Vail Daily’s View: Time to focus on the real challenge |

Vail Daily’s View: Time to focus on the real challenge

Vail Daily Editorial Board
Vail, CO, Colorado

It’s the economy, …

Forget logos and slogans, even with their comic relief. Forget “affordable housing,” supposed traffic congestion, all that. Secondary stuff at best now. Mere distractions from the serious work at hand.

It’s time, past time actually, for Eagle County’s towns, special districts and county government to focus.

Focus on helping the people who live here get through a terribly difficult time.

Focus on the property owners trying to keep up with the mortgage.For the county and that litany of entities who have run up the property tax bill, that means taking a deep breath and sharing in the pain that private sector is feeling.

Participate in The Longevity Project

The Longevity Project is an annual campaign to help educate readers about what it takes to live a long, fulfilling life in our valley. This year Kevin shares his story of hope and celebration of life with his presentation Cracked, Not Broken as we explore the critical and relevant topic of mental health.

Lower the property tax bill. Provide stimulus to your most valuable members of the community, the taxpayers and residents.

Call it a local stimulus,, but it’s time for a break.

The county should lead this turn, and quit defending its need to raise taxes when its citizens are struggling.

The thousand or so special districts that take their little slice out of our property tax bills should do the same.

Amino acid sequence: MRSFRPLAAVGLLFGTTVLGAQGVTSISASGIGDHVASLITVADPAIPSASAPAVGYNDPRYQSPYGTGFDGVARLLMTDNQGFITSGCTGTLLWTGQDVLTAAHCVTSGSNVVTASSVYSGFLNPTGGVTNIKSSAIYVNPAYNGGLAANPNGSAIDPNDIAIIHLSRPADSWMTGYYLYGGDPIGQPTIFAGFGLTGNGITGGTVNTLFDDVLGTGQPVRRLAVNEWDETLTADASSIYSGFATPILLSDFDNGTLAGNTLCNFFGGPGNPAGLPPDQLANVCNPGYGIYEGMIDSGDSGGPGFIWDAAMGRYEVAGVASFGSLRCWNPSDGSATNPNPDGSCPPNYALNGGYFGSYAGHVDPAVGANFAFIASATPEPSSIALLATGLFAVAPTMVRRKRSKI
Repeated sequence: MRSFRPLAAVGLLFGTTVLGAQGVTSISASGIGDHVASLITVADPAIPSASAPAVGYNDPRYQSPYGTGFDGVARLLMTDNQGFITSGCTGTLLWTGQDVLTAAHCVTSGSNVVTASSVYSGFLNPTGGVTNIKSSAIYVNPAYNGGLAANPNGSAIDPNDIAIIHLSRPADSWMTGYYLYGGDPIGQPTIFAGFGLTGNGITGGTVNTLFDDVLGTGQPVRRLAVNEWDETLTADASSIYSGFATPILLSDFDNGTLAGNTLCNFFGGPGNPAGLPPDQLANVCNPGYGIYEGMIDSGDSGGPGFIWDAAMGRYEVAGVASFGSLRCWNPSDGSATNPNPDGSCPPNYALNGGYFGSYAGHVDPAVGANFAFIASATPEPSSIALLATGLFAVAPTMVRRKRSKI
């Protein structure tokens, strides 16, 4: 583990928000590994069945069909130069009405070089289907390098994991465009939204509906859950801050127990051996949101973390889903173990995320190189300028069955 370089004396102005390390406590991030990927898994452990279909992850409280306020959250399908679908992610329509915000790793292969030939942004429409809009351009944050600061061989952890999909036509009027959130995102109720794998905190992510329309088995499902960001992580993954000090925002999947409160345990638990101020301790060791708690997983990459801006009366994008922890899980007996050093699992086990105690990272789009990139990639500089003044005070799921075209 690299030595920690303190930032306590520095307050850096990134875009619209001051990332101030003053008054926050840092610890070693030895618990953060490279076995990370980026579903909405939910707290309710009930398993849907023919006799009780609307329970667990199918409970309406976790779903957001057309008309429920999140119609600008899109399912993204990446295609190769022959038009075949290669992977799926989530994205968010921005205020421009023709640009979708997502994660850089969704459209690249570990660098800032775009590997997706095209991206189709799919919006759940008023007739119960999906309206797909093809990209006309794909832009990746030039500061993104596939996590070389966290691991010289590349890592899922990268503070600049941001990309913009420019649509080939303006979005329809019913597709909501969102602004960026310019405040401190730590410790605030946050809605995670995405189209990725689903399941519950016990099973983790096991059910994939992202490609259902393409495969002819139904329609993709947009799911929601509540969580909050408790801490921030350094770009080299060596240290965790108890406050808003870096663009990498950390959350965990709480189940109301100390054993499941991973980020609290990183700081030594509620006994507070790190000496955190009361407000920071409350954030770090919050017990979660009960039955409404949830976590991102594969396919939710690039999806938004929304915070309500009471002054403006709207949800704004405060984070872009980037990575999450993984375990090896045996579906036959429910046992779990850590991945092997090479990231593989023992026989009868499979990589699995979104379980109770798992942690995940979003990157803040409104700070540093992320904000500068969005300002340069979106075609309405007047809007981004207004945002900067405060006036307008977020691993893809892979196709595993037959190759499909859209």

The taxpayers must do with less. Is it unfair to ask the same of government? The time has come that progressive needs to switch to prudent. What actions will help the core community? That’s what government must focus on at this point.

In Vail and Beaver Creek, the mission is a little different, owing to the 70-percent-plus second-home factor.

For them, this means taking steps to in the short term attract more of those life-giving visitors at our headwaters communities who will in turn feed the whole valley. “Vail All the Love” was a good start. Marketing, especially in tougher times, does work.

Longer term, a friendlier eye to the right development that helps keep our architects and hammer-swinging jobs going while we as a larger community reach to diversify our economy makes a lot of sense, too.

In Vail, that means getting Ever Vail done, Timber Ridge rebuilt (and its debt off the town of Vail’s books) and a real effort to build up that “learning” and “health-care” economy the more visionary residents bring up every now and again.

We’re not sure what that looks like, precisely. But it is time to set such things as logos and slogans aside, and concentrate on the big challenge.

That would be the economy.

Vail Daily Editorial Board

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